At the same time, however, the party has subtly adjusted its stance on Syria in what may be an attempt to regain the loyalties of dissenters. As the author and columnist Nicholas Noe wrote in a recent article in Foreign Policy, “After one year of doubling down on their support for [Assad], Lebanon’s Hezbollah has finally shifted its public position […] [Nasrallah is now] frank in equating the opposition and the Assad regime, urging – even pleading for – a negotiated political solution.” According to Amin, “They’re moderating their position because their rosy image in the Arab world is being tarnished. They’re stressing the narrative of dialogue and reform to try and give an impression of impartiality. Furthermore, they’re avoiding getting themselves into any further internal Lebanese conflicts so as not to jeopardize their hold on the cabinet.”

Haidar, on the other hand, sees a foreign hand in this shift. “Nasrallah is not an autonomous leader; he’s a field commander. He simply takes orders – from Syria, but primarily Iran – and implements them. Even the decision about joining in the suppression of the Syrian revolution isn’t made by him. If there has been any moderation in his stance, it’s been directed by the Iranians, who are trying to relegate Syria to a side issue, given their preoccupation with the bigger question of the nuclear program.”

Perhaps surprisingly, given the extent of the coercion outlined above, neither expert interviewed believed the fall of the Assad regime would have serious detrimental consequences for the country’s Shia parties. “[Amal leader] Nabih Berri has long held a grudge against the Syrians, whom he suspects of plotting against him,” said Haidar. “For example, they wanted to put [former General Security chief] Jamil al-Sayyed in his place as parliament speaker before the Hariri assassination. So the fall of the regime wouldn’t necessarily be unwelcome for him. It might even be to his benefit, as he might lead the next political phase.”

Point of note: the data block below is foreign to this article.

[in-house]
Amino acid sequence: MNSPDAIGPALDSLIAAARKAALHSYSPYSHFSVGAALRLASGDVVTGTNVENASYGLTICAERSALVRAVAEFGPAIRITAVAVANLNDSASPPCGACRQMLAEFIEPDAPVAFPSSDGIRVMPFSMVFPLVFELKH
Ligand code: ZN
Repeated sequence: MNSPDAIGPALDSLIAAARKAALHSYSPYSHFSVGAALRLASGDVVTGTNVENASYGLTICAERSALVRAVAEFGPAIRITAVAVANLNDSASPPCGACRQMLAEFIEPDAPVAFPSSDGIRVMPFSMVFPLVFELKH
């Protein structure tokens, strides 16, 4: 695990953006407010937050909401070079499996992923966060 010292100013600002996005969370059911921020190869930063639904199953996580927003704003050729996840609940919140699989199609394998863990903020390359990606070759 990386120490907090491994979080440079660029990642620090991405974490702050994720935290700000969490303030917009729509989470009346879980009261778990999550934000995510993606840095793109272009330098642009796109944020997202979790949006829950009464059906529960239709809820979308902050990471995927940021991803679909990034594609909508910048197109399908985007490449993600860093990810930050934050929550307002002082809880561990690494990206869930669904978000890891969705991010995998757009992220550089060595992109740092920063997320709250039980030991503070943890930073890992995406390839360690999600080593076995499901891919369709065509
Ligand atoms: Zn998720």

As for Hezbollah, “Even if the regime falls, they’ll still have Iran,” said Haidar. “And the Syrian border would likely stay porous for a long time afterward, as it did in Iraq. It could work to their benefit as well.”

“They would have to adapt their strategies and their ways of doing things to some extent,” said Amin. “But there’s unlikely to be as great an inversion as many people seem to think.”

Luna Safwan contributed reporting to this article.